Who reads yesterday’s papers? Andrew Pettegree, for one. And we should be grateful: The Invention of News is a valuable addition to our knowledge of European cultural history. It is also an ambitious book. Although Pettegree’s stated aim is to trace ‘the development of the European news market in the four centuries between about 1400 and 1800’, he covers much more, beginning with the imperial Roman postal service – Augustus was the first to regularise the practice of date-marking letters to prove when they had been dispatched – and taking us on a tour through the different communications networks available to medieval and early modern correspondents. Pilgrims and merchants trudge over snowy mountain passes with letters in their bags; diplomats send riders from far-flung outposts on the edge of Europe with dispatches marked ‘Haste! Haste!’; university students write home from Paris or Oxford (‘I’m working very hard – send money’ is the all-too-familiar refrain).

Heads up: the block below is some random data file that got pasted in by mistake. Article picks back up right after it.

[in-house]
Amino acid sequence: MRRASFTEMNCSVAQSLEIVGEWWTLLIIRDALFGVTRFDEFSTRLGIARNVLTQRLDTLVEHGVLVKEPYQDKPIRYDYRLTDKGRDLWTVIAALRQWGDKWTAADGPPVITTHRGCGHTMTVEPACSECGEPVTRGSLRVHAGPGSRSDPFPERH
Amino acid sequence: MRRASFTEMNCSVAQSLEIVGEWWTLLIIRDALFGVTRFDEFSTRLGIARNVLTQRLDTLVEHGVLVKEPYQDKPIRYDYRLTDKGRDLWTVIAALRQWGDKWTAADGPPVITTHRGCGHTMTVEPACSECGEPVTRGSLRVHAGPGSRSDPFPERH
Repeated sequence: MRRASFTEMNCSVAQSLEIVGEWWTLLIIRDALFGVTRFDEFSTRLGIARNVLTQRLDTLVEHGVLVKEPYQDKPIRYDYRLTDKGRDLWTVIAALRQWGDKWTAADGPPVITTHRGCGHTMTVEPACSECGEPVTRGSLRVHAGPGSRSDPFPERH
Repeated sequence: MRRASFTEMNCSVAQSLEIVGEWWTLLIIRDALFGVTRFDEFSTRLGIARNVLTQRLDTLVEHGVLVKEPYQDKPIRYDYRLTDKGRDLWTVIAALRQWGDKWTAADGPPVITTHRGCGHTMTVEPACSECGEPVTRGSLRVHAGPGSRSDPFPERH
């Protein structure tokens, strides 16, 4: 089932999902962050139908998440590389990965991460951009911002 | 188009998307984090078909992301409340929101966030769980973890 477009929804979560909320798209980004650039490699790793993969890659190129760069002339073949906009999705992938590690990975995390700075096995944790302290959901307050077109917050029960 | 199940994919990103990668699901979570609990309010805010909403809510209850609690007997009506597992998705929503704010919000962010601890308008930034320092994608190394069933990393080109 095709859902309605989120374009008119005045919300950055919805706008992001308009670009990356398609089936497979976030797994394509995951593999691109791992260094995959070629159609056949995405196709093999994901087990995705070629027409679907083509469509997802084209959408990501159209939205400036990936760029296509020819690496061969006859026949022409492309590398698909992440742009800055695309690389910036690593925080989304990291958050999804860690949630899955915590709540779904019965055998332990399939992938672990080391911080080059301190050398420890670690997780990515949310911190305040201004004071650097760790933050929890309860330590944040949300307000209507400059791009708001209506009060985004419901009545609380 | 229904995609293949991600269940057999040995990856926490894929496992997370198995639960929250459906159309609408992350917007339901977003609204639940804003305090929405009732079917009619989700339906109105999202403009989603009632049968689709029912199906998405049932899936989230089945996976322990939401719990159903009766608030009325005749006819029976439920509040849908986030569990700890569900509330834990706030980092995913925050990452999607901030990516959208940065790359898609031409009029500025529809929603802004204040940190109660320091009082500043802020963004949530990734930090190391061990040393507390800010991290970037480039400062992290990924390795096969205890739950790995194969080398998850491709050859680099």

Pettegree sees commerce as the real driver of the emerging information networks that served merchants from Brussels to Bologna as they hungered for the latest news from the markets. By the 15th century dozens of trans-European courier services were established; regular handwritten newsletters, avvisi, kept dealers in Amsterdam and Augsburg